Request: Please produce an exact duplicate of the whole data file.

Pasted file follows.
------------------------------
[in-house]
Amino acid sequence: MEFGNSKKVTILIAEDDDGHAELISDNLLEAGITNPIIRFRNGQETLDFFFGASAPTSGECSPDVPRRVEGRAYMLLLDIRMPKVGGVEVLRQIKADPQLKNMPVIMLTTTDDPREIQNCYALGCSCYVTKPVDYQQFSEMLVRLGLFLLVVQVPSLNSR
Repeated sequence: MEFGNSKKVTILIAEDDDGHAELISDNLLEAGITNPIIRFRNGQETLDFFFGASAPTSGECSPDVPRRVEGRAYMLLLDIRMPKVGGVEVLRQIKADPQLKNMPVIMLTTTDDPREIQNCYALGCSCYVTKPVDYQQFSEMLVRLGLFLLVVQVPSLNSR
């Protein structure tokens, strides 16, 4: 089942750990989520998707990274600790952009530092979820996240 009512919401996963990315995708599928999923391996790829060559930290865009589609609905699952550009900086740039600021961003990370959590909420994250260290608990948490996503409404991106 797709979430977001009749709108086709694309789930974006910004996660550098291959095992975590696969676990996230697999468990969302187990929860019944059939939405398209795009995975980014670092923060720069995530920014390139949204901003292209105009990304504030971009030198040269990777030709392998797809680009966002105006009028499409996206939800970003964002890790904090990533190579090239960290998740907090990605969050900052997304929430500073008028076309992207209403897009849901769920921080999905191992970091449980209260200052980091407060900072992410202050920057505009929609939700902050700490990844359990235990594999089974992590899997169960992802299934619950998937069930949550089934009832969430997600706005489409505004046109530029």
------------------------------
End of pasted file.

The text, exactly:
[in-house]
Amino acid sequence: MEFGNSKKVTILIAEDDDGHAELISDNLLEAGITNPIIRFRNGQETLDFFFGASAPTSGECSPDVPRRVEGRAYMLLLDIRMPKVGGVEVLRQIKADPQLKNMPVIMLTTTDDPREIQNCYALGCSCYVTKPVDYQQFSEMLVRLGLFLLVVQVPSLNSR
Repeated sequence: MEFGNSKKVTILIAEDDDGHAELISDNLLEAGITNPIIRFRNGQETLDFFFGASAPTSGECSPDVPRRVEGRAYMLLLDIRMPKVGGVEVLRQIKADPQLKNMPVIMLTTTDDPREIQNCYALGCSCYVTKPVDYQQFSEMLVRLGLFLLVVQVPSLNSR
């Protein structure tokens, strides 16, 4: 089942750990989520998707990274600790952009530092979820996240 009512919401996963990315995708599928999923391996790829060559930290865009589609609905699952550009900086740039600021961003990370959590909420994250260290608990948490996503409404991106 797709979430977001009749709108086709694309789930974006910004996660550098291959095992975590696969676990996230697999468990969302187990929860019944059939939405398209795009995975980014670092923060720069995530920014390139949204901003292209105009990304504030971009030198040269990777030709392998797809680009966002105006009028499409996206939800970003964002890790904090990533190579090239960290998740907090990605969050900052997304929430500073008028076309992207209403897009849901769920921080999905191992970091449980209260200052980091407060900072992410202050920057505009929609939700902050700490990844359990235990594999089974992590899997169960992802299934619950998937069930949550089934009832969430997600706005489409505004046109530029």